5. Great coexistence story? I don’t give a rat’s ass about stories. I am not running software to provide stories for your marketing. I want to be able to use the latest software with the least amount of risk, pain, expense and disruption in my business as possible. I want the flexibility to manage my computer systems as my business needs, not yours. If I have to make a migration anyway, I think this is a great opportunity to look at migrating to a different platform. I know Lotus Notes and Domino don’t strong-arm me into purchasing hardware and they come out with major releases about every year.
I don’t know anyone who looks forward to migrating their software. Why on earth would you intentionally build this requirement into the design of your product? That is software suicide.
If you have an executive looking to migrate to Microsoft, share these points to scare some sense into them.
I stumbled upon the wikipedia definition of FUD which happens to showcase IBM and Microsoft for their examples. It is worth reading the entry in its entirety, but here are two good exerpts. While IBM is given credit with the original exploitation, they appear to have abandoned the practice while Microsoft has perfected it:
The idea, of course, was to persuade buyers to go with safe IBM gear rather than with competitors’ equipment. This implicit coercion was traditionally accomplished by promising that Good Things would happen to people who stuck with IBM, but Dark Shadows loomed over the future of competitors’ equipment or software. After 1991 the term has become generalized to refer to any kind of disinformation used as a competitive weapon.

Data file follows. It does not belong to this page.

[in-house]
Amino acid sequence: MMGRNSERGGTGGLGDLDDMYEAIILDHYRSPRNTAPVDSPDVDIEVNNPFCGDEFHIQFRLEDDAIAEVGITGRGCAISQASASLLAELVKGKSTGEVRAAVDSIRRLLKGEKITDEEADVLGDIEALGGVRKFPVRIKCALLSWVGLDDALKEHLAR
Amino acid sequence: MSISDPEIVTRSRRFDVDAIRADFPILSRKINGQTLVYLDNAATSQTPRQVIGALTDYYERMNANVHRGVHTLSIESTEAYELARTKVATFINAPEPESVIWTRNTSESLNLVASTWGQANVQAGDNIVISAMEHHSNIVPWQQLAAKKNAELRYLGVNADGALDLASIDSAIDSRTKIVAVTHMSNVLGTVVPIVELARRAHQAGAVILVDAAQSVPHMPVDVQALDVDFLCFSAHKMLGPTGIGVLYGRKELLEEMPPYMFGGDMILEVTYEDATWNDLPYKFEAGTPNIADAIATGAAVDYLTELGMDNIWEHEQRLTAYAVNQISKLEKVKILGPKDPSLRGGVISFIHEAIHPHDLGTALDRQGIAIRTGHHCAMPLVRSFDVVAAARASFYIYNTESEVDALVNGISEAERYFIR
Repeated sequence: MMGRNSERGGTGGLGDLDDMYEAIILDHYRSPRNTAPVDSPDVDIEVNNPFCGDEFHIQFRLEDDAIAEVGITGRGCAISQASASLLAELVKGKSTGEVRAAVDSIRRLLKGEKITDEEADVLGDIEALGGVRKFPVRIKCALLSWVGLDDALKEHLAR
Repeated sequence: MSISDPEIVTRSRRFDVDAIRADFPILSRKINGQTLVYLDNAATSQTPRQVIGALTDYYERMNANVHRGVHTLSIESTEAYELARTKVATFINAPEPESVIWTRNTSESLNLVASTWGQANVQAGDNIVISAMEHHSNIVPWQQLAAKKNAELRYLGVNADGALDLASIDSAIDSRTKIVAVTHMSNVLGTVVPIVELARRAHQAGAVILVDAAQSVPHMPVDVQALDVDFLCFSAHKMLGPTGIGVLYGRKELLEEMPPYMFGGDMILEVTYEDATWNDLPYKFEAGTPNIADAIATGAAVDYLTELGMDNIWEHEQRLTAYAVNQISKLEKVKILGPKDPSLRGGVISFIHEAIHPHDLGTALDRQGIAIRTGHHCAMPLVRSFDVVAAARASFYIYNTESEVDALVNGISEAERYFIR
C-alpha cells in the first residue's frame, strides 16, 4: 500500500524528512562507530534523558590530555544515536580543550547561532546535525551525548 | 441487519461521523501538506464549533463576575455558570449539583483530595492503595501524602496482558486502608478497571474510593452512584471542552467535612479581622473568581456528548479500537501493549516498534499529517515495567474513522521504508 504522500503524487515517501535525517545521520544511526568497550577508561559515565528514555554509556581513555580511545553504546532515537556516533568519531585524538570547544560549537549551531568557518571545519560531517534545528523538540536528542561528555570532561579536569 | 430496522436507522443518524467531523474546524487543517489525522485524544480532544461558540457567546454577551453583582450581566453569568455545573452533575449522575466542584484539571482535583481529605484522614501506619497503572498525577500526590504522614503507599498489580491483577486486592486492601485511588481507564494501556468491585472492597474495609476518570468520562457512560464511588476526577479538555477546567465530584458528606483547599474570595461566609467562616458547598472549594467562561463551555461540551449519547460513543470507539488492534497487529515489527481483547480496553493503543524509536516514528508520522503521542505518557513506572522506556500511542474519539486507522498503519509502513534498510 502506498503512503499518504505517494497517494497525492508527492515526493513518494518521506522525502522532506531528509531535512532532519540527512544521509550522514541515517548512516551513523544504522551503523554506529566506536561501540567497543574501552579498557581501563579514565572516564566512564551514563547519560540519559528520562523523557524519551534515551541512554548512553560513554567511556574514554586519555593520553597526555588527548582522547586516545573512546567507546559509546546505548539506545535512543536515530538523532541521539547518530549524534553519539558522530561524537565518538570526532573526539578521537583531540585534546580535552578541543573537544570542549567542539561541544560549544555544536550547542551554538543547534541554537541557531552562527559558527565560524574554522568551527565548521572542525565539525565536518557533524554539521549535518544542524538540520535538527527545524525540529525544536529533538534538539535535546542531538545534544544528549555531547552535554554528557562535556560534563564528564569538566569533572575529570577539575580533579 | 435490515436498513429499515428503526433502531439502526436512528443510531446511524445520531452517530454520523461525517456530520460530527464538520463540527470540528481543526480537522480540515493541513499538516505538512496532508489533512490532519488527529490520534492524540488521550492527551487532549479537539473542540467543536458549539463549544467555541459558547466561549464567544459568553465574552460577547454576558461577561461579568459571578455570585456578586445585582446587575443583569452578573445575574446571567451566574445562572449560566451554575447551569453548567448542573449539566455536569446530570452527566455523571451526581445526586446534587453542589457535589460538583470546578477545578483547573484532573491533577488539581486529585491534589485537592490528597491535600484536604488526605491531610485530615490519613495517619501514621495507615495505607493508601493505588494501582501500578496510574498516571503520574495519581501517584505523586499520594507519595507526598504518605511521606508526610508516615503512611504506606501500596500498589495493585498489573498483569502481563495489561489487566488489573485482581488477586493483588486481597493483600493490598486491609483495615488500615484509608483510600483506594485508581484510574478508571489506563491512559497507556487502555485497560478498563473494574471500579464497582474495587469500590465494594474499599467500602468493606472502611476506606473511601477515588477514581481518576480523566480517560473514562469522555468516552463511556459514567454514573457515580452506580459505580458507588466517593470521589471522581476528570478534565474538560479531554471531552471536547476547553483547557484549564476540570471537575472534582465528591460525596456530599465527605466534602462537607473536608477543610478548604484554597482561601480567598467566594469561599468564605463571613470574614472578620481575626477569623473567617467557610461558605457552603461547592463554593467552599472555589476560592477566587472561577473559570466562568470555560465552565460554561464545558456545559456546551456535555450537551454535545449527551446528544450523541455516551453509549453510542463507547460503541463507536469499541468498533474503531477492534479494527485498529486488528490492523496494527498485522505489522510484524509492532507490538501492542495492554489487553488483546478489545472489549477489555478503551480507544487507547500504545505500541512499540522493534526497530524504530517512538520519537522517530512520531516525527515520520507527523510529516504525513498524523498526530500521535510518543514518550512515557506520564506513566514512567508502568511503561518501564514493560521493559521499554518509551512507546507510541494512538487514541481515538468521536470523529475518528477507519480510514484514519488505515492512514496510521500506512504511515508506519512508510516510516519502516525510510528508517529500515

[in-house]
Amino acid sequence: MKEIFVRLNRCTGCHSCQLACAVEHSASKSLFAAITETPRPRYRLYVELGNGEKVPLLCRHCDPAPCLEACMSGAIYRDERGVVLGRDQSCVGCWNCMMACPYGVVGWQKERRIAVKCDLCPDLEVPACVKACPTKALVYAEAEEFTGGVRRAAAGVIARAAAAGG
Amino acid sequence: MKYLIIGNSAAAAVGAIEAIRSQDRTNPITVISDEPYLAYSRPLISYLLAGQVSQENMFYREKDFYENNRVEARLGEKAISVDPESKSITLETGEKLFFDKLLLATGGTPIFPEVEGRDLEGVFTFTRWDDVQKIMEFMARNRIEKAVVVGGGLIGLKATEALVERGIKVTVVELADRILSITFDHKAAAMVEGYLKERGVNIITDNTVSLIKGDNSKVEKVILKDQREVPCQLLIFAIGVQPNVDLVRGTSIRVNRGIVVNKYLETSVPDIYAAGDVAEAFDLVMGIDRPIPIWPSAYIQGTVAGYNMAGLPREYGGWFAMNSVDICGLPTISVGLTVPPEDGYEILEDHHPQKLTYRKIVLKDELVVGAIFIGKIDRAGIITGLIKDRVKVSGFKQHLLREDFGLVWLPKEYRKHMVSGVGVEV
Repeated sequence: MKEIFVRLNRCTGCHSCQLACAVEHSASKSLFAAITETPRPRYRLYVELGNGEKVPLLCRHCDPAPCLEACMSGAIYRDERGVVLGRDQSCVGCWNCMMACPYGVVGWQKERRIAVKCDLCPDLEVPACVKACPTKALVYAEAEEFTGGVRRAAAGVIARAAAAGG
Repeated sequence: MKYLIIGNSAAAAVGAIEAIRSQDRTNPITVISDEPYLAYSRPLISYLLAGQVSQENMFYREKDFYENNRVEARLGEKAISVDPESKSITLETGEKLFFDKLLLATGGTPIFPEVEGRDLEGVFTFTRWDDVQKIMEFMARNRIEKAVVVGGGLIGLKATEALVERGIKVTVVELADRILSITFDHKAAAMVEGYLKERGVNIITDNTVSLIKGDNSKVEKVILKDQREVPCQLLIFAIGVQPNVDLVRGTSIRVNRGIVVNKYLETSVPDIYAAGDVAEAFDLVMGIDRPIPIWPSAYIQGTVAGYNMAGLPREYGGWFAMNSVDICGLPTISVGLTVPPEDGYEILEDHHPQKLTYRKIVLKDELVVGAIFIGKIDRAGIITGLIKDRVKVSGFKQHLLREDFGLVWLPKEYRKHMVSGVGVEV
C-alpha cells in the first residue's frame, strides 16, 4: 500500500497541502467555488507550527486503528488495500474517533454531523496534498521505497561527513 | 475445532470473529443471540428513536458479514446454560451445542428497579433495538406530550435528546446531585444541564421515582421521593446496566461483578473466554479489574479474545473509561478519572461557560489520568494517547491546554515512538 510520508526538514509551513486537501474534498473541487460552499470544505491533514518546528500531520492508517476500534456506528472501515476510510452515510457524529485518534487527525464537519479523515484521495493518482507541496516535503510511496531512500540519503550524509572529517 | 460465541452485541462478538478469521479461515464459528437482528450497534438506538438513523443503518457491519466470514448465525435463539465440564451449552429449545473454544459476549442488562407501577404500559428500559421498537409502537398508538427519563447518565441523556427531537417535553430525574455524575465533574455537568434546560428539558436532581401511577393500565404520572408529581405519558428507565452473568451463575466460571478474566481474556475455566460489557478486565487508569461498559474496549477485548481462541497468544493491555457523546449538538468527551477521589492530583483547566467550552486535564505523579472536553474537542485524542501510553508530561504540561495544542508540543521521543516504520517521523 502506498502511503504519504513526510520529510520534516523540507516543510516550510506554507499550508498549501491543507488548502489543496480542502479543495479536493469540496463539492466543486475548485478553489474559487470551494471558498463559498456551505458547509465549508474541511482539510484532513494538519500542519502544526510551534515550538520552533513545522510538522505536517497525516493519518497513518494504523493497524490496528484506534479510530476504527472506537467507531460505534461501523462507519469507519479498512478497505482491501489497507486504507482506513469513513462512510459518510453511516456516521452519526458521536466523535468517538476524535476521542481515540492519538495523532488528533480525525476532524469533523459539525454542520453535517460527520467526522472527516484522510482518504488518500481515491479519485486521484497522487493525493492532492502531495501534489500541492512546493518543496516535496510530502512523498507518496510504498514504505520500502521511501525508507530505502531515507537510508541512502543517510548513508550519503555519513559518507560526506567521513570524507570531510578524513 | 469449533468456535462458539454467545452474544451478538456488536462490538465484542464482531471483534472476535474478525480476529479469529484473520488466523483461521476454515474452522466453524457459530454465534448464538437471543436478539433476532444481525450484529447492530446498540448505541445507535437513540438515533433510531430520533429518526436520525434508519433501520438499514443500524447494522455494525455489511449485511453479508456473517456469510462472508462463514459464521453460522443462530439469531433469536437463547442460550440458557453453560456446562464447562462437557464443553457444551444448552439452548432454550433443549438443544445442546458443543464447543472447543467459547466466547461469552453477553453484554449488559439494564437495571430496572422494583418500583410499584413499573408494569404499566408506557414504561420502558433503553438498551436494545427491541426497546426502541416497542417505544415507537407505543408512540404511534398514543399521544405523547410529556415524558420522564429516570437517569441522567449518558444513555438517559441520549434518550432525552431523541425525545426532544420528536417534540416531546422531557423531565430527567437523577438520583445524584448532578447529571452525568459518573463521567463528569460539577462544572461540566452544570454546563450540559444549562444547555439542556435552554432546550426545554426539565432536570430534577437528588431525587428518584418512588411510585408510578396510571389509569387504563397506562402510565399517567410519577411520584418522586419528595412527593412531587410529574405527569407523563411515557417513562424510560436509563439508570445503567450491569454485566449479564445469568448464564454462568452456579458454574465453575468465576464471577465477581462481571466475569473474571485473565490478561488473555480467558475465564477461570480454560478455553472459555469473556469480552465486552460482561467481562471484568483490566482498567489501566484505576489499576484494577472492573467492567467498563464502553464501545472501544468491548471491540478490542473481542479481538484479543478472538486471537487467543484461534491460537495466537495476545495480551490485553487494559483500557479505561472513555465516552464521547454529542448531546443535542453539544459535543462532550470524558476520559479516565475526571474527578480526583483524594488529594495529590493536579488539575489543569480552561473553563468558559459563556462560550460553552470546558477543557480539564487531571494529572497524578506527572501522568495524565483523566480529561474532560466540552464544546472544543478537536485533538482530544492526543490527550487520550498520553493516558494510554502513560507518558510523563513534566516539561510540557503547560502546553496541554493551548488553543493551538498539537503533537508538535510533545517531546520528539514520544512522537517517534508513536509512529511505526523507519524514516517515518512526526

“ Microsoft soon picked up the art of FUD from IBM, and throughout the 80’s used FUD as a primary marketing tool, much as IBM had in the previous decade. They ended up out FUD-ding IBM themselves during the OS2 vs Win3.1 years. ”
The leaked internal Microsoft “Halloween documents” stated “OSS [Open Source Software] is long-term credible… [therefore] FUD tactics cannot be used to combat it.” Open source software, and the GNU/Linux community in particular, are widely perceived as frequent targets of Microsoft FUD:
- Statements about the “viral nature” of the GNU General Public License (GPL).
- Statements that “…FOSS [Free and open source software] infringes on no fewer than 235 Microsoft patents,” before software patent law precedents were even established.
- Statements that Windows has lower total cost of ownership (TCO) than Linux, in Microsoft’s “Get-The-Facts” campaign. It turned out that they were comparing Linux on a very expensive IBM Mainframe to Windows on a PC.
- Statements that “If an open source software solution breaks, who’s gonna fix it?”